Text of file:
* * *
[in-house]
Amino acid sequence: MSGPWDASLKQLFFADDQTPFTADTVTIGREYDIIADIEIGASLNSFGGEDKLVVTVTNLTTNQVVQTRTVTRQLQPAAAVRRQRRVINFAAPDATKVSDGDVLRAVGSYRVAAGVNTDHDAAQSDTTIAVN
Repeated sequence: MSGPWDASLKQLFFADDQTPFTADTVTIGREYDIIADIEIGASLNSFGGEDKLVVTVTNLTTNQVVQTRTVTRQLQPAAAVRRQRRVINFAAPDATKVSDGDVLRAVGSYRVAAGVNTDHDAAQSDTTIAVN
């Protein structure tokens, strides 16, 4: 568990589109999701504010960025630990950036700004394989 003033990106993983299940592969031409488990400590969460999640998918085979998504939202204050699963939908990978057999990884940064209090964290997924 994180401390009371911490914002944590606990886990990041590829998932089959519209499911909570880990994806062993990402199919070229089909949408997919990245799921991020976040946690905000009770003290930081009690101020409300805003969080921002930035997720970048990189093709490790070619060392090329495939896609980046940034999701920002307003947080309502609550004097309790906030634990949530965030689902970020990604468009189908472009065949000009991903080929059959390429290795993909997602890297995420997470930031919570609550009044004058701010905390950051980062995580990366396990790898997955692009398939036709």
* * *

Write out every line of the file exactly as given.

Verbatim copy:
[in-house]
Amino acid sequence: MSGPWDASLKQLFFADDQTPFTADTVTIGREYDIIADIEIGASLNSFGGEDKLVVTVTNLTTNQVVQTRTVTRQLQPAAAVRRQRRVINFAAPDATKVSDGDVLRAVGSYRVAAGVNTDHDAAQSDTTIAVN
Repeated sequence: MSGPWDASLKQLFFADDQTPFTADTVTIGREYDIIADIEIGASLNSFGGEDKLVVTVTNLTTNQVVQTRTVTRQLQPAAAVRRQRRVINFAAPDATKVSDGDVLRAVGSYRVAAGVNTDHDAAQSDTTIAVN
């Protein structure tokens, strides 16, 4: 568990589109999701504010960025630990950036700004394989 003033990106993983299940592969031409488990400590969460999640998918085979998504939202204050699963939908990978057999990884940064209090964290997924 994180401390009371911490914002944590606990886990990041590829998932089959519209499911909570880990994806062993990402199919070229089909949408997919990245799921991020976040946690905000009770003290930081009690101020409300805003969080921002930035997720970048990189093709490790070619060392090329495939896609980046940034999701920002307003947080309502609550004097309790906030634990949530965030689902970020990604468009189908472009065949000009991903080929059959390429290795993909997602890297995420997470930031919570609550009044004058701010905390950051980062995580990366396990790898997955692009398939036709």